The "story" itself bears no resemblance to any Canonical case. In its entirety it goes like this...

At Baker Street (?) a burglar is filling a sack with various items when a cigar-chewing Holmes interrupts him. Holmes taps the thief on the shoulder and he promptly disappears. Holmes sits down to ponder what just happened. He lights his cigar just as the villain reappears in front of him. The detective pulls a pistol and shoots, but the crook departs again. After several more poofs and re-poofs he finally disappears for the last time. The Master, baffled, throws up his arms in disgust. (The backdrop is a painting of a fireplace, vase, and piece of art which has been hung on a pre-existing wall that has a door and a window.The only actual items on the set are the table and chairs, and a bullseye lantern which is setting on the table. I am thrilled to admit that I own an authentic one that is the same type.)

This "motion picture" would be one of thousands made by The American Mutoscope and Biograph Company, also called AMBC. (In time the name was shortened to simply Biograph.) Arthur Marvin, brother of company co-founder Henry Marvin, was the director. This was one of over 400 he did. The movie, titled Sherlock Holmes Baffled, which was shot on 68mm stock (yes, 68mm!), was released in May of 1900, but wasn't registered until February 24, 1903, under the production number H28561.

This was the kind of item that was shown on Mutoscope machines. A person inserted a penny or nickel (hence the later Nickelodeon machines) and watched it through a small window. (It's where we get the term peepshow.) Eventually the films would wear out and were often discarded.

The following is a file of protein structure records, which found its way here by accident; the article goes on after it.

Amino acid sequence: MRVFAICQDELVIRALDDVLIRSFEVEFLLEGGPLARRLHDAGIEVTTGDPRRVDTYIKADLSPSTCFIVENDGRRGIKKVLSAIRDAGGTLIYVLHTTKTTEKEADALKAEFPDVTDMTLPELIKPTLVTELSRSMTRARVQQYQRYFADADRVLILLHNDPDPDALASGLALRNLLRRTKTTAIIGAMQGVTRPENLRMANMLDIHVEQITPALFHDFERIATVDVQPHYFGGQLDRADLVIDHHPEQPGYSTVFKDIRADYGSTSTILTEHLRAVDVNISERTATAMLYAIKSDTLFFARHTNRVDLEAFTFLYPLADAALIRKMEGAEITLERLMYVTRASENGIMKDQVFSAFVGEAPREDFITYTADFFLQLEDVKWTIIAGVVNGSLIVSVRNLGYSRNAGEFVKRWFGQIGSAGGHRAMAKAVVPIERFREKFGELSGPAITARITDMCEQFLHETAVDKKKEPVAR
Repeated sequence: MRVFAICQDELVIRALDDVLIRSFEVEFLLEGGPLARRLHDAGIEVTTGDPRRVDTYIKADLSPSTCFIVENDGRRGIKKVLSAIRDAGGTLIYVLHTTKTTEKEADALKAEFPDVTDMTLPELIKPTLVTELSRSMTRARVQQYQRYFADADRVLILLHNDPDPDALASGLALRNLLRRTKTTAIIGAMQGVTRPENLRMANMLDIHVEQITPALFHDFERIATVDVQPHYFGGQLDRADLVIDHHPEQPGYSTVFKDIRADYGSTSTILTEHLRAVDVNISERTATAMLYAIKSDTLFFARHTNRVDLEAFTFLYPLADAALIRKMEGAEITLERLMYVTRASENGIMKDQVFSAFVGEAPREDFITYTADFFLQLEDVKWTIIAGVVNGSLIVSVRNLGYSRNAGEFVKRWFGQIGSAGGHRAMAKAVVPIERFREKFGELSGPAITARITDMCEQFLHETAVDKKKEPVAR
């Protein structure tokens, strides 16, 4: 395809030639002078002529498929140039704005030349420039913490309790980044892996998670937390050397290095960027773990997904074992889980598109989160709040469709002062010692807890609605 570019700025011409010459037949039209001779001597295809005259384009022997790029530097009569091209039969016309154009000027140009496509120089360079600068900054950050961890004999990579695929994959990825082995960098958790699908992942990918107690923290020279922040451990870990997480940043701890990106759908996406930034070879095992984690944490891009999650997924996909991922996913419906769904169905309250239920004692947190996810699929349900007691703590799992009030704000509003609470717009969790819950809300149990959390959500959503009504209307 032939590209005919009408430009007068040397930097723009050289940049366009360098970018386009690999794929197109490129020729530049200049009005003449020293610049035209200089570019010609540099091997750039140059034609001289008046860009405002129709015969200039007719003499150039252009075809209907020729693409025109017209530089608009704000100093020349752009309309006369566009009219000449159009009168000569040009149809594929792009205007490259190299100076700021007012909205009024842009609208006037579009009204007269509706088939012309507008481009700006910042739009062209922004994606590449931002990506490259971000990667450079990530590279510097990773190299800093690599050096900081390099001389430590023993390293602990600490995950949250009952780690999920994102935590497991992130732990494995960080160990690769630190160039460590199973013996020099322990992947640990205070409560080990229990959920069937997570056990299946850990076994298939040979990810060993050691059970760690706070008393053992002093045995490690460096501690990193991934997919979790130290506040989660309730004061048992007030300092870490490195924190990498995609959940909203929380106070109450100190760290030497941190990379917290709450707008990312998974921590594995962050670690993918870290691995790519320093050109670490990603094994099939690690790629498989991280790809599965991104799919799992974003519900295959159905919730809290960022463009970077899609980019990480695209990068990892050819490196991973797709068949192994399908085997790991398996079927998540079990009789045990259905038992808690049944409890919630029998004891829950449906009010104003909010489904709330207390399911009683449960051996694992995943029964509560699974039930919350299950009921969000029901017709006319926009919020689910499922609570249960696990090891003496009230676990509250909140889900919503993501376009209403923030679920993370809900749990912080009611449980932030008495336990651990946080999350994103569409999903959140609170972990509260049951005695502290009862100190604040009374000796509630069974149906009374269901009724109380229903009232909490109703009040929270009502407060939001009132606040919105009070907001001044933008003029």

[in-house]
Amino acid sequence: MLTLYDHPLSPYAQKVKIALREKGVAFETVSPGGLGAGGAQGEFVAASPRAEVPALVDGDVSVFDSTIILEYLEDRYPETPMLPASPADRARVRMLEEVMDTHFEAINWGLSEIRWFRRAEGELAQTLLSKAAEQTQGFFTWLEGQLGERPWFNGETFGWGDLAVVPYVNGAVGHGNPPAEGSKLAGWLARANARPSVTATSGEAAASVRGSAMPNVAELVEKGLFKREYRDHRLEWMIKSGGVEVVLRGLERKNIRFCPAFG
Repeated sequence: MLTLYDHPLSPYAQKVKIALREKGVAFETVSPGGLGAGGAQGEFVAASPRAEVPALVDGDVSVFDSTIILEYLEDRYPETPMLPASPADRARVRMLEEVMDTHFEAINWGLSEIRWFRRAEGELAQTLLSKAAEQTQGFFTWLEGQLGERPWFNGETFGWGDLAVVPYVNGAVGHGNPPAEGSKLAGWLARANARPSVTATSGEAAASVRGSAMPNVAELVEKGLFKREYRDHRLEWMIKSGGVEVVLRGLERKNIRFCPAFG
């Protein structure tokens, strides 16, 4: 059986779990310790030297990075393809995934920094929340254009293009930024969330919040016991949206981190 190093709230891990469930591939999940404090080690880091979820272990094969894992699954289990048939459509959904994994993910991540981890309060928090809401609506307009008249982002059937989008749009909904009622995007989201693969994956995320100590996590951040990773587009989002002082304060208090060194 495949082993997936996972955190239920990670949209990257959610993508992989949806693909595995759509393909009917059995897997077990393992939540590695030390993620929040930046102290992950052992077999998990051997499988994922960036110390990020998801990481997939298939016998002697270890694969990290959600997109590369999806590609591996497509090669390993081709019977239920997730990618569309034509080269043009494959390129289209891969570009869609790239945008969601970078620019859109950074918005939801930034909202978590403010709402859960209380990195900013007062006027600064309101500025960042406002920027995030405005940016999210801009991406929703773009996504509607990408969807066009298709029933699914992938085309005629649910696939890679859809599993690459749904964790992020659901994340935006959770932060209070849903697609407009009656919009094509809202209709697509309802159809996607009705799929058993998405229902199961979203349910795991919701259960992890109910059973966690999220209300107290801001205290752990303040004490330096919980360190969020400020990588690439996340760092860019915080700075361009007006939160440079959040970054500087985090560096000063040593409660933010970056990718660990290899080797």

In 1968 the eminent Sherlock Holmes film historian Michael Pointer identified a paper copy of the print in the Library of Congress Paper Print archive. It was thought that it had been lost. Until 1912 motion pictures were not covered by copyright laws, so any companies that produced films submitted paper prints to register their work. Developed like a still photograph, the light-sensitive paper was the same width and length as the film itself. This is how thousands of movies from that time are preserved. This film has since been transferred to 16mm film and is in a collection at the Library of Congress.

There are a couple of little curiosities about it:
1. The work is not flawless. When Holmes sits to contemplate what just happened he lights his cigar and then jumps back when the thief reappears in front of him. But, he reacts before the reappearance. The timing was off.
2. I have watched this thing many times, and I am always convinced that the thief is being portrayed by a woman. Watch it and see what you think.
3. The look of Holmes is almost certainly a loose copy of Gillette's on-stage outfit. It's amazing to think so since the Gillette play had debuted only 5 1/2 months earlier!

This is nearly everything we know about it. Research makes it possible to determine which types of machines it was shown on, the other titles it was shipped with, and which theaters it was shipped to, but what has never been discovered is the name of the actors. The producers used anyone they could find, from vaudeville performers, to friends and family. I have also read that they would go out and get people walking on the street for extras. The "stars" were kept nameless since the movies were the draw, not them. The folks at AMBC may have had the names recorded somewhere, but that information has never been found. In fact, the payroll records still exist, but unfortunately yielded no usable information.

There are a few candidates for title of World's First Screen Holmes: William Gillette, Walter Huston, and Douglas Fairbanks, Sr. All of these are very doubtful, but further research may be necessary before ruling any of them out completely. Maybe someday new evidence will come to light that will tell us the name of this man and his companion, but until then it will remain a Sherlockian/Holmesian mystery of the highest order. Watch the full movie here:

Thursday, April 28, 2016

Cabmen's Shelters - A Brief History

I look at a lot of websites that deal with Victorian London. Most of them are blogs, while others are instructional or educational. Either way, you can come across some pretty cool information. And so, a few years ago I discovered cabmen's shelters.